Media Release: Floods cannot be prevented, but mismanagement of waste water can
For immediate release
21 June 2023
“Ongoing cold fronts bringing torrential rain and flooding with significant damage to infrastructure, property and degrading valuable agricultural land and crops in the Western Cape are beyond human control, and with a changing climate South Africa will in all probability experience an increase of episodic rainfall events and flooding, and these can have destructive results, of which the 2022 KZN flood incident is a perfect example, ” says Cobus Meiring of the Garden Route Environmental Forum (GREF).
Globally, fresh water resources are increasingly under pressure as populations grow and rapid urbanisation and development impacts negatively on water availability and quality.
South African water authorities and municipalities are increasingly found wanting when it comes to environmental disasters that could have been prevented through maintenance and the upgrading of water treatment plants, better trained staff as well as sufficient oversight and by dedicating sufficient resources. The present day threat to water security can however be addressed quite quickly to ensure better quality of waste water discharged after treatment resulting in healthier river systems to the benefit of down- stream water users and dependent eco systems.
South African authorities at all levels have neglected effective treatment of waste water over decades, and the deadly outbreak of Cholera claiming almost forty lives at Hammanskraal outside Pretoria in May 2023 is a horrific example of the result of what can only be described as gross neglect and incompetence, exacerbated by ever present power failures at pump stations. The Hammanskraal Cholera outbreak made headline news because of its deadly consequences, but what more often than not do not make the headlines is the effect of institutional failure to effectively deal with waste water on South African river health and eco system collapse. There are almost no river systems left in South Africa where the water is not contaminated to the point where it would be deadly to drink if not boiled or treated.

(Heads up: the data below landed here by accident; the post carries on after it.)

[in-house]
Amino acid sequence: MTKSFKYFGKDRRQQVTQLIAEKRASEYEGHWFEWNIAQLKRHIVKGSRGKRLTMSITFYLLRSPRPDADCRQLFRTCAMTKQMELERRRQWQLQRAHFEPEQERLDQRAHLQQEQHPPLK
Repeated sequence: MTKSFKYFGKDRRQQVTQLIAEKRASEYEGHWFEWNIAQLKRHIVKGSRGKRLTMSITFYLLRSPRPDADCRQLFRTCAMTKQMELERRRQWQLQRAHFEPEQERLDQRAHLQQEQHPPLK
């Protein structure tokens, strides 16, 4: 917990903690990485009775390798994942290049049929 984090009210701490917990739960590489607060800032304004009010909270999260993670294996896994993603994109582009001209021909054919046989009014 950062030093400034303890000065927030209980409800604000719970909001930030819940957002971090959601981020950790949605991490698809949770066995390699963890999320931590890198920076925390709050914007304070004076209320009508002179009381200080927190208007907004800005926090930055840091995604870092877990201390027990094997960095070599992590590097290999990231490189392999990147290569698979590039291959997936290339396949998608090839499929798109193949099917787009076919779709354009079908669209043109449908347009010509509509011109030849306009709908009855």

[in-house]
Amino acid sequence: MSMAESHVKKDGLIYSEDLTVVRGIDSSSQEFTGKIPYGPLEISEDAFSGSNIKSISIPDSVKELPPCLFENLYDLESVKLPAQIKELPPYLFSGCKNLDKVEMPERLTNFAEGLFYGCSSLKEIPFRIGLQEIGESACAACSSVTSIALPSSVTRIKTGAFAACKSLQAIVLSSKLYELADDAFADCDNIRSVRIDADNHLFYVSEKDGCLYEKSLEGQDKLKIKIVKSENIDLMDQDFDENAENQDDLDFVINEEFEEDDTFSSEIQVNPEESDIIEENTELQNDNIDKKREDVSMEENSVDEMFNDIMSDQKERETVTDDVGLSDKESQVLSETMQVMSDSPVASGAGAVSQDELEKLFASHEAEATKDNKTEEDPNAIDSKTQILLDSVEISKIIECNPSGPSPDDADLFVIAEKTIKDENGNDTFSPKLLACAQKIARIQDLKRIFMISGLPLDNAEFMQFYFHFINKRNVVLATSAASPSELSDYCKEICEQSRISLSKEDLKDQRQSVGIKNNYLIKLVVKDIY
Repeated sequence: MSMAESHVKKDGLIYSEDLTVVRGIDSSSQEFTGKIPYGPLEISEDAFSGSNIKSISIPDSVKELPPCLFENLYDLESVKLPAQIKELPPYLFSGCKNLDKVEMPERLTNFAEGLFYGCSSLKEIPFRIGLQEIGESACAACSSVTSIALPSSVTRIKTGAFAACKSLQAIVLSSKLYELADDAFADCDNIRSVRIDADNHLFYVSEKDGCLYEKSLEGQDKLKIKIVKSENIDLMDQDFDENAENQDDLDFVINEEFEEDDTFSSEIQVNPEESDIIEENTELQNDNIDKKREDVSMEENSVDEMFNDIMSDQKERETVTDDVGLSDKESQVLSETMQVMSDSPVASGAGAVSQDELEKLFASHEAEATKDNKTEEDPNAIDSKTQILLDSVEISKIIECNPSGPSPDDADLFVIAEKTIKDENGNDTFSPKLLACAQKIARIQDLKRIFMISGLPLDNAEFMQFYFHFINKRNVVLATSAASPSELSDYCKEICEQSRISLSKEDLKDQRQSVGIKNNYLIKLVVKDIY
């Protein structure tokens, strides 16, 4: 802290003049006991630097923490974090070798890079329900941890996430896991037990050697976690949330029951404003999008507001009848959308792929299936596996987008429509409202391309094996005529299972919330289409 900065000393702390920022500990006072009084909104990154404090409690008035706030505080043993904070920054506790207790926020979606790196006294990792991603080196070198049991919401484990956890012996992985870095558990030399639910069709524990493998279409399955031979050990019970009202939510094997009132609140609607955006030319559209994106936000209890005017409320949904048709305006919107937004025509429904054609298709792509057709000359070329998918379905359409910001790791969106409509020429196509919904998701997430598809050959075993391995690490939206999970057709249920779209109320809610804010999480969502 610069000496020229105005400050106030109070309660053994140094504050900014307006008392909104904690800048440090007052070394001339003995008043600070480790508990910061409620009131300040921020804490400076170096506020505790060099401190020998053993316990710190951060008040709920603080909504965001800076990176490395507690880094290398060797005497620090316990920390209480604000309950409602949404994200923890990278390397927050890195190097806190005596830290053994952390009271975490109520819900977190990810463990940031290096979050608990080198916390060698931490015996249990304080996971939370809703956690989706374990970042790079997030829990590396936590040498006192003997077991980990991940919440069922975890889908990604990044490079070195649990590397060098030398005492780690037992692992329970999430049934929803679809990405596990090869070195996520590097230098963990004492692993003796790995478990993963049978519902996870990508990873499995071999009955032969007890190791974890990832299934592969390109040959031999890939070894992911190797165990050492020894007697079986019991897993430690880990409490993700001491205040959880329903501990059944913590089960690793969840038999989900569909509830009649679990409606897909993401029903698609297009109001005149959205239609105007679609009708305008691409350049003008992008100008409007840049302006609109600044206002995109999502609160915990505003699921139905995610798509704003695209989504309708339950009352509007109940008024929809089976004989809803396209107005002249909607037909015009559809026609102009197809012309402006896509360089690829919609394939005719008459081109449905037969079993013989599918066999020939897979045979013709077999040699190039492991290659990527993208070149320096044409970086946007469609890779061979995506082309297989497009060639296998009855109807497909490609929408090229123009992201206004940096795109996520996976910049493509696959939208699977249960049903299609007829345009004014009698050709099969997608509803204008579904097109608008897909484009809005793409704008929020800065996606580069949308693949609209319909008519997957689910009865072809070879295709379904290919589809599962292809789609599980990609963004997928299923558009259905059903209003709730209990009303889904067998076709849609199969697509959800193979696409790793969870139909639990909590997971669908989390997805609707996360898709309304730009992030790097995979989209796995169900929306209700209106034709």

Responsible management of waste water facilities and the protection of the country’s fresh water resources is entirely possible and absolutely not negotiable. This objective can be achieved through the training of dedicated staff dealing with water related tasks at all levels, sustained maintenance and upgrading of waste water facilities to cope with increased inflow of waste water, including sufficient technical capacity and know- how, oversight and experience.
Landowners also have a responsibility and a role to play in terms of water management
In the Garden Route and Southern Cape, the treatment of waste water is generally of an acceptable standard as a result of sound municipal management, but lots more can be done from an environmental management point of view. Aside from sticking to best water use management practices and extraction limits , landowners and land managers in the region should do more in terms of managing invasive alien plants on their properties, especially along rivers, streams and wetlands, and in the process contribute to ensuring the well- being of the environment and a higher quality of life for all living in the region.
The Garden Route Environmental Forum will be co- hosting its Climate Change and Environmental Management Indaba with the Nelson Mandela University at the George Campus on Thursday 29 June.
Caption: The Swartvlei estuary can absorb large amounts of water during heavy rainfall or storm events.